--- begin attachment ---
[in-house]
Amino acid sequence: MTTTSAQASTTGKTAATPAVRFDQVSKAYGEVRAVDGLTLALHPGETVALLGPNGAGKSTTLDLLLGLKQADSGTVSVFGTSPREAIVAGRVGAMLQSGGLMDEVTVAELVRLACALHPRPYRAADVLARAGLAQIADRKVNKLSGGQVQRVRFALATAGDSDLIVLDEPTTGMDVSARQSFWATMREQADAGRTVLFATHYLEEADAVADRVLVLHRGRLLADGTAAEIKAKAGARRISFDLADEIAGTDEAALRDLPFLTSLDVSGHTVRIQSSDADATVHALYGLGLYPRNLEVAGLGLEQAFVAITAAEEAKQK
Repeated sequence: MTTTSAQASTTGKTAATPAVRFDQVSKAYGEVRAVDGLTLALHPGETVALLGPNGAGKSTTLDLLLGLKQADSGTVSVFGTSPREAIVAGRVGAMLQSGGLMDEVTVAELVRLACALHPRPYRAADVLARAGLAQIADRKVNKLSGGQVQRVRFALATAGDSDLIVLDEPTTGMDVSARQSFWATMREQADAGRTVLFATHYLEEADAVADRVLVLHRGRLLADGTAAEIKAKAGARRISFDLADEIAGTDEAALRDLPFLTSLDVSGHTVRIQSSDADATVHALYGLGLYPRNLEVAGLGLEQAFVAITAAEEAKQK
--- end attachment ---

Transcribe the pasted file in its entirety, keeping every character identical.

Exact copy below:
[in-house]
Amino acid sequence: MTTTSAQASTTGKTAATPAVRFDQVSKAYGEVRAVDGLTLALHPGETVALLGPNGAGKSTTLDLLLGLKQADSGTVSVFGTSPREAIVAGRVGAMLQSGGLMDEVTVAELVRLACALHPRPYRAADVLARAGLAQIADRKVNKLSGGQVQRVRFALATAGDSDLIVLDEPTTGMDVSARQSFWATMREQADAGRTVLFATHYLEEADAVADRVLVLHRGRLLADGTAAEIKAKAGARRISFDLADEIAGTDEAALRDLPFLTSLDVSGHTVRIQSSDADATVHALYGLGLYPRNLEVAGLGLEQAFVAITAAEEAKQK
Repeated sequence: MTTTSAQASTTGKTAATPAVRFDQVSKAYGEVRAVDGLTLALHPGETVALLGPNGAGKSTTLDLLLGLKQADSGTVSVFGTSPREAIVAGRVGAMLQSGGLMDEVTVAELVRLACALHPRPYRAADVLARAGLAQIADRKVNKLSGGQVQRVRFALATAGDSDLIVLDEPTTGMDVSARQSFWATMREQADAGRTVLFATHYLEEADAVADRVLVLHRGRLLADGTAAEIKAKAGARRISFDLADEIAGTDEAALRDLPFLTSLDVSGHTVRIQSSDADATVHALYGLGLYPRNLEVAGLGLEQAFVAITAAEEAKQK